These Statistics on Use of Mobile Devices in Healthcare Prove it’s the Future

Modern medicine is constantly evolving, and a notable change in recent years is the rise of mobile devices in healthcare. Considering the ubiquity of the internet and the constant presence of these devices, there’s no wonder why people use their smartphones to manage their personal health. Endless information about the human body and how to keep it healthy is just a few taps away at any given time, and a vast library of health-related apps can help users create plans, execute and track progress.   

The advanced use of mobile devices in healthcare demonstrates that it is indeed the future of personal wellness. Here’s why. 

Mobile Health Apps Are Easily to Access

With 85% of adults owning a smartphone, the number of people who can access mobile health apps has never been higher. iPhones and Androids alike come standard with direct access to the App Store and Google Play Store, respectively, where users can download any number of the 318,000 mobile health apps on the market. Many of the apps are free or require a small one-time or monthly fee, removing the barrier to entry for most smartphone owners. And they’ve responded in droves—more than 60% of smartphone users have downloaded a mobile health app. Most (85%) of those apps are wellness-focused, but the remainder are medical. 

Smartphones Facilitate Healthcare Activities

There is plenty of discourse about whether smartphones are helpful or harmful to society, but one thing is certain: They’re an effective tool for facilitating personal healthcare. A recent study found 62% of smartphone owners have used their devices for seeking health information. Therefore, mobile health is a more common smartphone activity than online banking (57%), job searching (42%) or accessing content for school or work (30%). 

The use of mobile devices in healthcare is also extremely widespread with 90% of physicians using their smartphones at work. Various apps help them manage schedules and appointments, patients’ medical records, team communication and more—so they can spend less time on administrative tasks and more time with patients. All of this is slowly being recognized by the largest US hospitals, and now two-thirds offer mobile health apps to encourage patient engagement. 

Patients Prefer Using Mobile Devices

People already use their mobile devices for a wide range of activities, so it makes sense that they prefer to manage their personal health with their smartphones. Per research from Xerox, 43% of Millennials prefer to access their healthcare providers’ patient portals on a mobile device, rather than on a desktop or laptop computer. This demographic group is leading the charge in mobile health adoption, which is offered by 90% of providers but only used by 15% of their patients.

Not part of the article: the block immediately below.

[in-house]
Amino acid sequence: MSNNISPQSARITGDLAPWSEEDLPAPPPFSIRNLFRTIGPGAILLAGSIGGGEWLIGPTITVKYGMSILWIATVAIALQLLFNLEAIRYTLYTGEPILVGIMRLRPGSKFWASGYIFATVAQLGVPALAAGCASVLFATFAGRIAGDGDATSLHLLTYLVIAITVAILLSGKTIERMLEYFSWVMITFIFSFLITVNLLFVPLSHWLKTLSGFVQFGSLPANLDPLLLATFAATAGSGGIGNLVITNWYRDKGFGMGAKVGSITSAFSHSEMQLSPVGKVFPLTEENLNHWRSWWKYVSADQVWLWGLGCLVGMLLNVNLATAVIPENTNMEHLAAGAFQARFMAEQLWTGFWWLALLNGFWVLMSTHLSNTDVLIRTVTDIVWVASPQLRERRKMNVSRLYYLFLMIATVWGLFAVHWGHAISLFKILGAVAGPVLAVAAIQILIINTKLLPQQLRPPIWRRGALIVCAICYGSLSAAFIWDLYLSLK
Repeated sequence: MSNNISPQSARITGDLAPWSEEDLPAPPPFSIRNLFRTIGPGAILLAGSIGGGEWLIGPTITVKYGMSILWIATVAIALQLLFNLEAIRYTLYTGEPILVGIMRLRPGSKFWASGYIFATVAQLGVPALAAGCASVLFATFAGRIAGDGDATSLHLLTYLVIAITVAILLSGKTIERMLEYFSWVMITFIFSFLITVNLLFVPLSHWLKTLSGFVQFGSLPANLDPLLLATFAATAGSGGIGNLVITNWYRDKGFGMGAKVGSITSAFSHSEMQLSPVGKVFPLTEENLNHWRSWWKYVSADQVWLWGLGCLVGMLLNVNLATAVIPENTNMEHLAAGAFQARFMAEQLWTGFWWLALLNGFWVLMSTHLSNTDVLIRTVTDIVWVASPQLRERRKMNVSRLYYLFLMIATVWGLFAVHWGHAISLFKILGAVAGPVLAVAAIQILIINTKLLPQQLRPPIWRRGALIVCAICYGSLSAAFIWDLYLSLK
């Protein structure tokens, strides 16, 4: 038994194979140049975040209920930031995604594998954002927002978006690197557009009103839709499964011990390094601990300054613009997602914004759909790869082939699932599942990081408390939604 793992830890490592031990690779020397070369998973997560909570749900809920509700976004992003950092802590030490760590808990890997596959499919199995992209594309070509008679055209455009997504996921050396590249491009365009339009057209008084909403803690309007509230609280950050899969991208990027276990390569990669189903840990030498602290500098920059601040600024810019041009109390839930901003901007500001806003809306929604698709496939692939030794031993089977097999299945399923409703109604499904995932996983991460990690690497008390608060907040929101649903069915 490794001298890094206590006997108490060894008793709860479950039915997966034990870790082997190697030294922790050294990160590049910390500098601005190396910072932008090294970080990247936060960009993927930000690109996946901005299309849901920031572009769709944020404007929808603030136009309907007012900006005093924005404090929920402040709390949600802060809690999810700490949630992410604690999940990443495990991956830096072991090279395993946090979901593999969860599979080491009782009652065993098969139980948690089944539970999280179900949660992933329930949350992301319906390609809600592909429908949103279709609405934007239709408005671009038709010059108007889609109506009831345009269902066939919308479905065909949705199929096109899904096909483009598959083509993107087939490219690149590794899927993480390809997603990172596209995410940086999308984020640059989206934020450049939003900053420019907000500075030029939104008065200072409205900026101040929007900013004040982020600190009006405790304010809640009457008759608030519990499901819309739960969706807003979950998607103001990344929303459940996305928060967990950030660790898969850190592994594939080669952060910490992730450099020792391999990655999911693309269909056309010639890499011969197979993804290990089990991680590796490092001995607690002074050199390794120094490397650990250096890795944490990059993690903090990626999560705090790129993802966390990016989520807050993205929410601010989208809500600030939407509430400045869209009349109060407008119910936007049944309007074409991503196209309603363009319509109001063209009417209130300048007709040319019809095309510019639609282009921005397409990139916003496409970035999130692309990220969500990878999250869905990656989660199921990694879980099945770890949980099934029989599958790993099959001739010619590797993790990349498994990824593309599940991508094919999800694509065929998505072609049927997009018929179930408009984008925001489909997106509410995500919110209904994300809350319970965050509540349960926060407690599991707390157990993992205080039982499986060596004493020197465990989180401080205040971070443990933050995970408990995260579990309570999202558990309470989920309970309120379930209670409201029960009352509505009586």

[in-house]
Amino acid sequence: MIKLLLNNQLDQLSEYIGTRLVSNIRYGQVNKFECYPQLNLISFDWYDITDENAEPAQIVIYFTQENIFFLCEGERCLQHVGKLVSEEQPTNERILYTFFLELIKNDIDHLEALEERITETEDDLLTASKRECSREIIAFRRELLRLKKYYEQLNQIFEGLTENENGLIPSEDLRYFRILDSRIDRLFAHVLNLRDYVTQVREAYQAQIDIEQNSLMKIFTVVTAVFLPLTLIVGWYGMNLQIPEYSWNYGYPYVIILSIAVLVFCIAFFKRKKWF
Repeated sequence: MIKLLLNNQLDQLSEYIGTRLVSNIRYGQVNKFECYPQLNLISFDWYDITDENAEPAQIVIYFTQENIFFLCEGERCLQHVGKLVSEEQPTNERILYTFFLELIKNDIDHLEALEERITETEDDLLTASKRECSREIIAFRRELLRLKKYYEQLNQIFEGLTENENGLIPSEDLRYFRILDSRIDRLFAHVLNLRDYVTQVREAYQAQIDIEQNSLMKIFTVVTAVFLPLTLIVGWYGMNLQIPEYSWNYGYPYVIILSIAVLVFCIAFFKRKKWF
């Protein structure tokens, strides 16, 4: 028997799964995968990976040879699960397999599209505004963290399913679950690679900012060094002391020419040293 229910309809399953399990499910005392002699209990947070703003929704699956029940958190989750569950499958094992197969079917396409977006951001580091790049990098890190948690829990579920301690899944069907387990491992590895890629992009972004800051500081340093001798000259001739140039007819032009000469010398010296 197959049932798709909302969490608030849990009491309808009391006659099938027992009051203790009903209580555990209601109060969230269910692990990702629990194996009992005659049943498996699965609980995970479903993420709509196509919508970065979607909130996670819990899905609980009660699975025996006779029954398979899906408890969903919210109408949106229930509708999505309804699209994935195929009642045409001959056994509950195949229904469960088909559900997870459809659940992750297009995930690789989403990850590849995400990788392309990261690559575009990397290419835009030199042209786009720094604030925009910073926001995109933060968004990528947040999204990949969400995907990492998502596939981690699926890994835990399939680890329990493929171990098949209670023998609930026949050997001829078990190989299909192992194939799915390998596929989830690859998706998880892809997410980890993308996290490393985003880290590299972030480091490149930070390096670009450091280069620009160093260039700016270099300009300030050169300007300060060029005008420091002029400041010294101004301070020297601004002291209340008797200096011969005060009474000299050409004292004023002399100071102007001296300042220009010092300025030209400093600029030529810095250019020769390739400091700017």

Patients also prefer the use of mobile devices in healthcare because they sync with popular consumer technology. The Boston Technology Corporation found 74% of patients manage their conditions with wearable devices (like Fitbits and Apple Watches) and other mobile health tools. 

There Is Value in Mobile Health

Here’s another reason using mobile devices in healthcare is the future: It’s mutually beneficial for patients and their providers. Surveys show 85% of health insurance companies see value in mobile health, speaking to patients’ willingness to share their health data in exchange for a lower rate, personalized recommendations or to contribute to health research. For hospitals, the opportunity lies with cost reduction. Mobile health apps can assist patients with sticking to their medication and treatment plans, which overall lower the rate of readmission and length of stay, according to 60% of respondents in a Research2Guidance survey. 

More Statistics on Mobile Devices in Healthcare

The use of mobile devices in healthcare is on the rise. Take a look at these telling statistics for further proof:

  • 90% of clinicians and 80% of doctors use smartphones every day
  • 71% of patients would like their physicians to be able to access their mobile health data
  • The estimated global mobile health market is $189 billion by 2025
  • 40% of physicians say telehealth would reduce in-office visits
  • 54% of patients would be “likely” or “somewhat likely” to use an FDA app
  • 93% of doctors agree mobile health apps are useful for connecting to emergency services
  • Mobile device usage comprises the majority of clinicians’ time between 5 p.m. and 5 a.m.
  • 20% of search queries on major search engines are health related
  • 93% of physicians say mobile health apps can improve patients’ overall health

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